The sheer size of her accomplishment begins to sink in, as Pogonina begins to smile uncontrollably

Eteri Kublashvili, the tournament press officer, shares some pictures with Natalia Pogonina

The spectators enjoying the live commentary of Sergey Shipov are also treated to a
larger-than-life display of the action

Harika Dronavalli vs Mariya Muzychuk

Both Mariya Muzychuk and Harika Dronavalli put on their war faces

In the second tiebreak, Harika Dronavalli and Mariya Muzychuk exchanged blows in rapid games, both winning with black. The first game saw wild complications: Harika, playing White, sacrificed a rook and created a strong attack, but in the time trouble did not find the winning maneuver. Mariya found the defense, parried all White's threats and kept the decisive material advantage. The return game was very stressful and erratic. First Black made a mistake that cost a pawn, then White returned the favor, allowing her opponent to create dangerous counterplay. The Indian developed powerful piece activity and tied the score in a sharp game.

A supportive Anna Muzychuk can be seen in the background watching
her younger sister

The first ten-minute game was probably a key to the match. Dronavalli outplayed her opponent and transposed to a queen ending with two extra pawns, which was completely winning for White.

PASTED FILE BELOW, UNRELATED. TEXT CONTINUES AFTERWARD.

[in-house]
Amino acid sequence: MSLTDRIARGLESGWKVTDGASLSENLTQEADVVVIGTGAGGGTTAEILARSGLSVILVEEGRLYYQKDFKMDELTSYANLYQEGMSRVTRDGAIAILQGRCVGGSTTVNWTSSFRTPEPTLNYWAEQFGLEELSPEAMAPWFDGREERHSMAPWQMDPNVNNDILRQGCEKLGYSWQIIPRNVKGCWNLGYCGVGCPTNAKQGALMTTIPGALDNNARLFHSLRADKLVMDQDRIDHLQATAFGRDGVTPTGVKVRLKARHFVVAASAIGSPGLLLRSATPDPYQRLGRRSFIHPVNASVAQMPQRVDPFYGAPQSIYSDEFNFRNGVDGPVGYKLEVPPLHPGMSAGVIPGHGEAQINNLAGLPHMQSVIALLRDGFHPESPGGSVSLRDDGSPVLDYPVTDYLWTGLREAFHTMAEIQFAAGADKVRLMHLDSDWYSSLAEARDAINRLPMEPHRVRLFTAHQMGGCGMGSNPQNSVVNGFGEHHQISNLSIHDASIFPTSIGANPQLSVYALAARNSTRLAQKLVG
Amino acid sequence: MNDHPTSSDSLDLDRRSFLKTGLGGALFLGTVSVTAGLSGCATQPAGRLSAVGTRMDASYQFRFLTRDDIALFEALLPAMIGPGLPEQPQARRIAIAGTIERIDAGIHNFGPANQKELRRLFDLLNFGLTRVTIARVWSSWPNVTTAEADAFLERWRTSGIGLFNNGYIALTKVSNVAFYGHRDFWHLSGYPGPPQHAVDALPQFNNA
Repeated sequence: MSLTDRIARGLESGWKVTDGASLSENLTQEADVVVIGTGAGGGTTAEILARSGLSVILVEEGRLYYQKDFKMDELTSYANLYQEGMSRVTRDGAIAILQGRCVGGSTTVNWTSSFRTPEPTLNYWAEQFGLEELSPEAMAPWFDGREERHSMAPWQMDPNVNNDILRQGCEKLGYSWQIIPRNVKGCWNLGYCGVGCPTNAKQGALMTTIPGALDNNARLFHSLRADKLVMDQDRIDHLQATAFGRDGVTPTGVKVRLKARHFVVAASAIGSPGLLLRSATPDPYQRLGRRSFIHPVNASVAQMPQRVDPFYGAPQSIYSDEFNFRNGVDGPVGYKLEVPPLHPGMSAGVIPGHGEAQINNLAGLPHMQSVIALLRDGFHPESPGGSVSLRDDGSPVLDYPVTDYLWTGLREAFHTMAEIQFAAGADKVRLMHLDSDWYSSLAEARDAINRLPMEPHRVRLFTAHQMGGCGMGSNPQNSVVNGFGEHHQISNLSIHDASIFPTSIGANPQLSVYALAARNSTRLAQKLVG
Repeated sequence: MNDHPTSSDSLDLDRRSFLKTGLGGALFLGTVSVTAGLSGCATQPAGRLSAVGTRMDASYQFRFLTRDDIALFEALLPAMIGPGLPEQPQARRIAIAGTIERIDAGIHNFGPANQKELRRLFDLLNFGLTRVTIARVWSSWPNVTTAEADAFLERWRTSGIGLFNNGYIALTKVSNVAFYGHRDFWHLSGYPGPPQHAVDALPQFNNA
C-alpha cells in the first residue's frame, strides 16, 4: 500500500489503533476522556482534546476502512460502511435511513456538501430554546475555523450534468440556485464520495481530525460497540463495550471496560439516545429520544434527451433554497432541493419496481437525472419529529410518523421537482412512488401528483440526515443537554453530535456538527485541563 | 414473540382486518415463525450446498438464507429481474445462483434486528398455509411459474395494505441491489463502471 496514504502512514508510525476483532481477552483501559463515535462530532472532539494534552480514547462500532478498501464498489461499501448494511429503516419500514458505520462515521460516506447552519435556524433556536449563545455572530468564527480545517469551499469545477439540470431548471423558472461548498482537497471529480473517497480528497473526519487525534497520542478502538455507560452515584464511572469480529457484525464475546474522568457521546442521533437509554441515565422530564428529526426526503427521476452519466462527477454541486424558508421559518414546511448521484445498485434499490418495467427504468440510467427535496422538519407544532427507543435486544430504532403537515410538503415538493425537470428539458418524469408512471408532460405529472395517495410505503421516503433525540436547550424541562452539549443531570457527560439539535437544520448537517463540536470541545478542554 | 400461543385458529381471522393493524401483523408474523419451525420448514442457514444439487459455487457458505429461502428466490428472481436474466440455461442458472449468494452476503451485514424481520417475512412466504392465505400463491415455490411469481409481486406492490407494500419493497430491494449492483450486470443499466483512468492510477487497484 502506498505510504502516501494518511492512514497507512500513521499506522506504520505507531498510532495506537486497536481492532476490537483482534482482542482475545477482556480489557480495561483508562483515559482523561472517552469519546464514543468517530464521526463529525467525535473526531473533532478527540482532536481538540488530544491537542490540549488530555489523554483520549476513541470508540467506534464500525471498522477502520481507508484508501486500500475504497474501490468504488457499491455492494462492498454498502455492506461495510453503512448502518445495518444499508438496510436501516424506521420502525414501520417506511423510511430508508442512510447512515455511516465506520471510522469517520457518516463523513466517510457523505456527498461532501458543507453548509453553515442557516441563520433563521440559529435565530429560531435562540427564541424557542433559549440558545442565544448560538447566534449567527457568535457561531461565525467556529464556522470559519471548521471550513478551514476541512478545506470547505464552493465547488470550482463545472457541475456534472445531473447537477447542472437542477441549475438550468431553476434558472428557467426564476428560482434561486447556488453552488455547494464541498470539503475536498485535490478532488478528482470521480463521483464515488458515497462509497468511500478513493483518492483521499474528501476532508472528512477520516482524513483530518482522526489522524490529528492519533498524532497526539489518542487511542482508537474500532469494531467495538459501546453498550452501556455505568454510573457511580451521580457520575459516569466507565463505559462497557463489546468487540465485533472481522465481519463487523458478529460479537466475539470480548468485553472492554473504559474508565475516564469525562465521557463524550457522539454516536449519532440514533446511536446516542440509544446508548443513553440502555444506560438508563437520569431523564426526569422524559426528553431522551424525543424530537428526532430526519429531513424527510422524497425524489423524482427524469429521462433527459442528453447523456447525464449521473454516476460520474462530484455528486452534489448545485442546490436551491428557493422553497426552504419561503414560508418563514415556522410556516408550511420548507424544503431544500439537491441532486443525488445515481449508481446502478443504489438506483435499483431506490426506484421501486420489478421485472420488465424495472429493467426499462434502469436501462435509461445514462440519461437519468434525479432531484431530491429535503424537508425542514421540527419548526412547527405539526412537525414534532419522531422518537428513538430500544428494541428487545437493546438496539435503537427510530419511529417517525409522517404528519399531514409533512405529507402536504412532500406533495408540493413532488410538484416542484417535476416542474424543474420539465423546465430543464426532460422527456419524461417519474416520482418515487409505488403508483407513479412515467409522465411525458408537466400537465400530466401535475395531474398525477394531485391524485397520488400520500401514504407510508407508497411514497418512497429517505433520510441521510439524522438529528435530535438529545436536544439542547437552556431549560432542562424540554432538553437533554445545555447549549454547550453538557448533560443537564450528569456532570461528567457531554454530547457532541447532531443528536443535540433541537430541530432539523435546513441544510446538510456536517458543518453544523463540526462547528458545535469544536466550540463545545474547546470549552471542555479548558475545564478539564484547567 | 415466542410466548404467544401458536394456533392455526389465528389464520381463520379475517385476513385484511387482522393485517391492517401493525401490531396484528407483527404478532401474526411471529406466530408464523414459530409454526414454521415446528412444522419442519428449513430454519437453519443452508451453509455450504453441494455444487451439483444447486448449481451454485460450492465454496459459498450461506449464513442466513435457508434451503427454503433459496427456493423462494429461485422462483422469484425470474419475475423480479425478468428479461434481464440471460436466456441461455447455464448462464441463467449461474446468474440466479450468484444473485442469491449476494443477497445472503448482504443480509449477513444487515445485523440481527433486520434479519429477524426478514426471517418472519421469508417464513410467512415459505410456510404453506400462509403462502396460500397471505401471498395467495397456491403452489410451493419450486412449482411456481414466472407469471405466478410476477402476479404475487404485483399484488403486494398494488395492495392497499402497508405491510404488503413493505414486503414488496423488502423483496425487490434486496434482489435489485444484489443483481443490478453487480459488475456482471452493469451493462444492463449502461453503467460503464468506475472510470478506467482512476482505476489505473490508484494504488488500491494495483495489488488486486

It is completely winning for White and the Indian will now secure her spot
into the finals. Qg7+ and there is nothing to it. Suddenly she plays 83.Qe3??
and after ...Qxe3 the resulting pawn endgame is a draw. Oh the humanity!

This lucky draw clearly inspired Mariya Muzychuk, and the Ukrainian handled the next game with great confidence and won convincingly, securing her seat in the final.

A devastated Harika realizing it is over

Mariya receives the warmest of congratulations from sister...

...and Evgeny Miroshnichenko, commentator, supporter, and friend.

On his Facebook page, Gata Kamsky, who like much of the chess world, has followed the thrilling event thus far, posted:

"Considering the current political situation. It must be really ironic that the finals of the Women's World Championship have a Russian player vs. a Ukrainian player. Chess as a peacemaker is doing its job and leading by the example. But, very exciting chess still and thanks to all the participants for the tremendous fighting spirit displayed. Looking forward to watching the finals."

April 1st is a rest day and the final match, with four classical games, will start on Thursday, April 2nd, between Natalia Pogonina and Mariya Muzychuk.

Report by Albert Silver and Eteri Kublashvili
Photos by Eteri Kublashvili, Anastasia Karlovich, and Vladimir Barsky

Semifinal pairings / results

Player Fed Rtg G1 G2 G3 G4 G5 G6 G7 G8 G9 Pts
Muzychuk, Mariya UKR 2526 ½
1       3.5
Harika, Dronavalli IND 2492 ½
0       2.5
Player Fed Rtg G1
G3 G4 G5 G6 G7 G8 G9 Pts
Cramling, Pia SWE 2495 1
Pogonina, Natalia RUS 2456 0


Round 1 - 64 players
March 17 Game 1 3:00 p.m. local time
March 18 Game 2 3:00 p.m. local time